- Travel and Places»
- Visiting North America»
- United States
Magnificent Treehouses of the World
Tarzan's Treehouse at Disneyland
Ever since Tarzan swung out of the Edgar Rice Burroughs' novel in 1914, the treehouse has been a prized possession of young and old alike for many years; however, the tree house has been around much longer than 1914. Tree dwellings can be linked to early civilizations of the people of the South Pacific and Southeast Asia. They lived in tree dwellings as a matter of necessity, for protection. They used thatched baskets to lower themselves to the ground and to ascend to the treehouse. These dwellings protected them from many wild animals and enemies. Franciscan monks used basic tree-rooms for mediation in the Middle Ages, and Hindu monks also lived in tree houses to rid themselves of their earthly surroundings.
Treehouses of Royalty
As the centuries passed, nobles had treehouses built, and they believed the more extravagant ones raised their status among existing nations. Winston Churchill even constructed a 20-foot high treehouse at Chartwell.
Tribe That Still Lives in Treehouses
If you wandered into the jungle in the province of Papua, New Guinea, You would be in for a shock. There you would find a tribe of people who are virtually isolated from the outside world and live as they did hundreds of years ago.
The Korowai people have homes, but they are very primitive; no running water, no electricity, and no telephones. But, what is more unique than this is the fact they live in treehouses that are built at heights of 19 feet to 145 feet. These houses help protect the people from enemies, animals, evil spirits and mosquitoes.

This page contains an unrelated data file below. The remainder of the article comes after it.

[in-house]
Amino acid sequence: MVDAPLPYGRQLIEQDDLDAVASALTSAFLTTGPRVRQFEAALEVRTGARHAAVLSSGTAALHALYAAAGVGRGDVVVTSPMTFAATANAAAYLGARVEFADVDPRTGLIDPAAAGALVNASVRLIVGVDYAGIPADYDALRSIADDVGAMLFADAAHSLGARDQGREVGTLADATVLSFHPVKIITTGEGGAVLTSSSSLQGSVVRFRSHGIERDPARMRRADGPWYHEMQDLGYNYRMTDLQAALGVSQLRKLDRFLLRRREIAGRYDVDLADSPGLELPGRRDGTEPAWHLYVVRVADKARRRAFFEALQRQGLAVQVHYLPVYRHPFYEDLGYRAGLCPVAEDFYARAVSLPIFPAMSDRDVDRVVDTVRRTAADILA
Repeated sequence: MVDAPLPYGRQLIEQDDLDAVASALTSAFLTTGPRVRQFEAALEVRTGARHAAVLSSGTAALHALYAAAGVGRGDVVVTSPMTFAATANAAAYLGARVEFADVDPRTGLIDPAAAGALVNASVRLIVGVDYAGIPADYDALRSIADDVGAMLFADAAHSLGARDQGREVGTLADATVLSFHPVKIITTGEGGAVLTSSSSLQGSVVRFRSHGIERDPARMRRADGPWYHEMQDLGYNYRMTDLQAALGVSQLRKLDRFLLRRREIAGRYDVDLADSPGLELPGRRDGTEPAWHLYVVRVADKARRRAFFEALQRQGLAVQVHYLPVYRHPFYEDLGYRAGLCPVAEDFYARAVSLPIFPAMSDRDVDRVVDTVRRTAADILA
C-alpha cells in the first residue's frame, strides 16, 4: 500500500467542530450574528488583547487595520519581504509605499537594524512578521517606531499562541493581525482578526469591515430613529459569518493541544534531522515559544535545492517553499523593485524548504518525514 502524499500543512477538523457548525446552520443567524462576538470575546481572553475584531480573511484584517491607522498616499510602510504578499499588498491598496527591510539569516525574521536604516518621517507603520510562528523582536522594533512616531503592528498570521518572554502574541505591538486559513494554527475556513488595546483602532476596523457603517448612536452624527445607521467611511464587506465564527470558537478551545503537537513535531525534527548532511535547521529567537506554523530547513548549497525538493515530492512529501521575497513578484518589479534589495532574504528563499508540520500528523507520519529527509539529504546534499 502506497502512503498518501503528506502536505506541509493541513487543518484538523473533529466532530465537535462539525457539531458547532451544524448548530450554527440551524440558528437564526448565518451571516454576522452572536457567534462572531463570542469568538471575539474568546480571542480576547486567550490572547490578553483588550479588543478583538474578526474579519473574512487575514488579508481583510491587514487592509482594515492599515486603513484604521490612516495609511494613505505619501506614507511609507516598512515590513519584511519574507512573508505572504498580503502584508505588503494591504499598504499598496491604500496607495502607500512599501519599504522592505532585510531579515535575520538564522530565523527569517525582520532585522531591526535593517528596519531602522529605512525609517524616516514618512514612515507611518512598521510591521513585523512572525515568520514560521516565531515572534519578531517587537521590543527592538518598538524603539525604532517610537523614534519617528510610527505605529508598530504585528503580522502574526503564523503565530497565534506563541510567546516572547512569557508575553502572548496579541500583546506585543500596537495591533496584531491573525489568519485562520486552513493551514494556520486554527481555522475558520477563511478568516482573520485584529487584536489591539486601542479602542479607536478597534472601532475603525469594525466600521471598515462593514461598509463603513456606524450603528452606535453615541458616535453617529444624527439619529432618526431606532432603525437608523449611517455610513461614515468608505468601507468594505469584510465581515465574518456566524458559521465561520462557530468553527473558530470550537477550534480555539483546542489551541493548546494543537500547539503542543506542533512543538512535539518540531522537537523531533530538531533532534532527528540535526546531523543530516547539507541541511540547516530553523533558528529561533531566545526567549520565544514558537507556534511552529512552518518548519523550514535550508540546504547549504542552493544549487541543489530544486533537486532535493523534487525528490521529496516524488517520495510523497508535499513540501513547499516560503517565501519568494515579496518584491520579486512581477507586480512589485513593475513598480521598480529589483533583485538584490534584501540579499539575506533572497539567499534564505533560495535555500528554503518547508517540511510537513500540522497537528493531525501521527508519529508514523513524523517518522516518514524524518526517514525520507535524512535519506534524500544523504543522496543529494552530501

One of the most amazing tree houses and one that is possibly the largest in the world is located near Crossville, Tennessee. Though it is now closed due to concerns by the state fire marshal, it was once open to the public. In an article in Wikipedia, this tree house is described as, "Horace Burgess's Treehouse (also known as the Minister's Treehouse"). It's a treehouse and church in Crossville, Tennessee. Construction began in 1993, mostly by Burgess, who had a visionary commandment from God to build a treehouse and he has continued since. Today it is a popular local attraction which has been unofficially called the largest tree house in the world. It was closed by the state in 2012 for fire code violations." This tree house is 97 feet tall.
If you love to climb trees, you should visit some of the wonders that other tree enthusiasts have built, or better yet, build your own.